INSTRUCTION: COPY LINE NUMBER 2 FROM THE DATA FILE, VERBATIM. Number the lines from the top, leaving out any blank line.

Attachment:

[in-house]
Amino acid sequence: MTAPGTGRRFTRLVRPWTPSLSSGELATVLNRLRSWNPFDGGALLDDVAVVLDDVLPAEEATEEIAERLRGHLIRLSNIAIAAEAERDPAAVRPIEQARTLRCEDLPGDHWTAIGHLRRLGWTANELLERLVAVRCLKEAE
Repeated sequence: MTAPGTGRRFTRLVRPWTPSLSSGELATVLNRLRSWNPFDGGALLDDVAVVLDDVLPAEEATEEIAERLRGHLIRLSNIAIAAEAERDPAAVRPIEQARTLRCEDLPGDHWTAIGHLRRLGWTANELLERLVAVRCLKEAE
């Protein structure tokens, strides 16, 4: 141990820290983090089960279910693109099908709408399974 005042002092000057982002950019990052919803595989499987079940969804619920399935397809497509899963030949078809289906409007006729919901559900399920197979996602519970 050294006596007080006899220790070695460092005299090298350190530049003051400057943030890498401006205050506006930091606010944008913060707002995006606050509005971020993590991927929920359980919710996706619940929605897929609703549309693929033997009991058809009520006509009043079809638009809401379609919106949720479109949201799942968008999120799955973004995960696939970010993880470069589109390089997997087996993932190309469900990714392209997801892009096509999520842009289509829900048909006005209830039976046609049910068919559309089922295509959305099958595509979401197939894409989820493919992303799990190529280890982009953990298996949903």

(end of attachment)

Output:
Amino acid sequence: MTAPGTGRRFTRLVRPWTPSLSSGELATVLNRLRSWNPFDGGALLDDVAVVLDDVLPAEEATEEIAERLRGHLIRLSNIAIAAEAERDPAAVRPIEQARTLRCEDLPGDHWTAIGHLRRLGWTANELLERLVAVRCLKEAE